Equity vs. Equality

By Paul Miller, LDO Leadership Team

Boys on boxes as described in the blog representing equality, equity and one labeled liberation where the fence is removed altogetherYou may ask why things are not equal and I would tell you things should not be equal. They should be equitable. Picture three boys wanting to look over a fence. One is tall and does not need any help to see over the fence. The middle size boy can barely see over and the short boy can not see over the fence at all. Someone comes over with three boxes. As they are distributed equally the shortest boy can barely see over the fence, the middle boy can see fine, and the tall boy has an unnecessary, yet enjoyable lift that changes his view. This is equality, but it is not totally helpful. With equity the tallest boy would not get a box, the middle sized boy would get one box and see fine, and the short boy would get two boxes and see just as well as his two friends. Now the boxes are not distributed equally but equitably. This is a fair way to pass out the resources because the outcome is just.  


 In the last century, we have made bold steps toward equality. African Americans got civil rights in the 60’s, and the 70’s gave women Title IX, which started the process of ending gender discrimination in education. People with disabilities achieved accessibility to the community in the 90’s when the American with Disabilities Act (ADA) was passed. The ADA helps people with disabilities get out and enjoy the community by taking away barriers to work, requiring businesses to make themselves accessible and making sure government buildings are open to everyone.This gave balance in the law by making things equitable. While everyone going into a movie would not get something to help them hear the movie better or describe what is going on in the background, certain accommodations can be requested for those who need them and these devices help the blind and deaf. This makes their lives equitable. Because their lives are more equitable, the nation is more just and fair.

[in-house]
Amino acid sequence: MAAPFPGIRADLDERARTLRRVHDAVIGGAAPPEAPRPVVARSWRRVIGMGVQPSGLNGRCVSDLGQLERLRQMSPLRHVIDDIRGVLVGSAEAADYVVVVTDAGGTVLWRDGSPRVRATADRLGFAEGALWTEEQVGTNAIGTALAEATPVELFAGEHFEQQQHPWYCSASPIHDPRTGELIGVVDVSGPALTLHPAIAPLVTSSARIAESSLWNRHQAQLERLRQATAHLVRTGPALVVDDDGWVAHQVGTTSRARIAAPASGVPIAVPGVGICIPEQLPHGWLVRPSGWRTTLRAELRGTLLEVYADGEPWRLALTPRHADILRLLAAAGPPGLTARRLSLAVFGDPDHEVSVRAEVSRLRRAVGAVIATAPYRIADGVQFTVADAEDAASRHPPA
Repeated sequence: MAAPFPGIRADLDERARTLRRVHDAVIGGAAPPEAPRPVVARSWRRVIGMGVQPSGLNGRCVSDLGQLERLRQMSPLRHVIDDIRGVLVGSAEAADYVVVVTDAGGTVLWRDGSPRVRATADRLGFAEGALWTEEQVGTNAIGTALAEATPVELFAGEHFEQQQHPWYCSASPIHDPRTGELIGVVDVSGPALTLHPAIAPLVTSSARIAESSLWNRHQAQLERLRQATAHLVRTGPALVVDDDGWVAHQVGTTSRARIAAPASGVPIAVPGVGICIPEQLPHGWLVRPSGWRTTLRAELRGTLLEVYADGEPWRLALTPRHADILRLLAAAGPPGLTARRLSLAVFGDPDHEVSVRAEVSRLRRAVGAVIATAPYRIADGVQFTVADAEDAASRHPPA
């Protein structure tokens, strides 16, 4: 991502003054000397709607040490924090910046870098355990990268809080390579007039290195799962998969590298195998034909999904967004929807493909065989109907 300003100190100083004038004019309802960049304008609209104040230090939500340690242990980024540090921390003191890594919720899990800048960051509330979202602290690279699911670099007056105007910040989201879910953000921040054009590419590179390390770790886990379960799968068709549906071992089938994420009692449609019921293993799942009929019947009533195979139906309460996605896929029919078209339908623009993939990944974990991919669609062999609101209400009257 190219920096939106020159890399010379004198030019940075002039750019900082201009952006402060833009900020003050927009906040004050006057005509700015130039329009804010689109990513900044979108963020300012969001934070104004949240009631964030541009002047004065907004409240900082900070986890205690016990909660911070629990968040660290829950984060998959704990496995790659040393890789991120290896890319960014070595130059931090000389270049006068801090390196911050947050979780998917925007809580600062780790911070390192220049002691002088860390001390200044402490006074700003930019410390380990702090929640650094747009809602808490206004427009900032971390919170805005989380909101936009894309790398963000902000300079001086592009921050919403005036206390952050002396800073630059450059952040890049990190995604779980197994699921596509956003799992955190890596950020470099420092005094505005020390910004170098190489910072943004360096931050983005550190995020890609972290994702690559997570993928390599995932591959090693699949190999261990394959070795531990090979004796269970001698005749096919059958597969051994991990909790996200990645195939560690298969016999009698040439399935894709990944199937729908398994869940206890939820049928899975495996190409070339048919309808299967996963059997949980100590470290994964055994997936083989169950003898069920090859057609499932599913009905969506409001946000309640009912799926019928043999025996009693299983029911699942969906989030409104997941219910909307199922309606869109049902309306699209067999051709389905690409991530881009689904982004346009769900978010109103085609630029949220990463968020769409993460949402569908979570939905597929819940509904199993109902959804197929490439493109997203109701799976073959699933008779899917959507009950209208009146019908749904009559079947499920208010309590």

As leaders in the disability community we know outcomes should be just and fair, so making equitable decisions is the way to go. We know there are people with disabilities in all communities and we are lucky to have what we have. We should know that equitable distribution of food helps those in poverty among other groups. Like the tall boy looking over the fence we should be aware of the needs of others before using a resource. This helps make more of a chance for the resource to be there  for those who need them. The same can be said about accessible spaces in parking lots and other technology. There’s nothing wrong with using what you need, just make sure things are fair and equitable.


As you have read, equity is fair because the distribution of resources is based on need so that the outcome is just. This is different than equality where everyone would get a piece of the pie even if everyone did not need a piece. Equal distribution of goods often provides excess resources to people who do not need them, and thought they might not realize it, they often do not appreciate the excess they have. This causes a lot of waste and others do not get what they require.  When things are equitable, the people who have lack essential resources can get help obtaining them. This is just as true whether it is a legal remedy or a physical necessity like food or access. Do not be fooled by an argument that says equal is just. If that was true no group or accommodation would need to be protected by law and arguments. If equal were just the small boy would be able to see over the fence when each boy was given one box.

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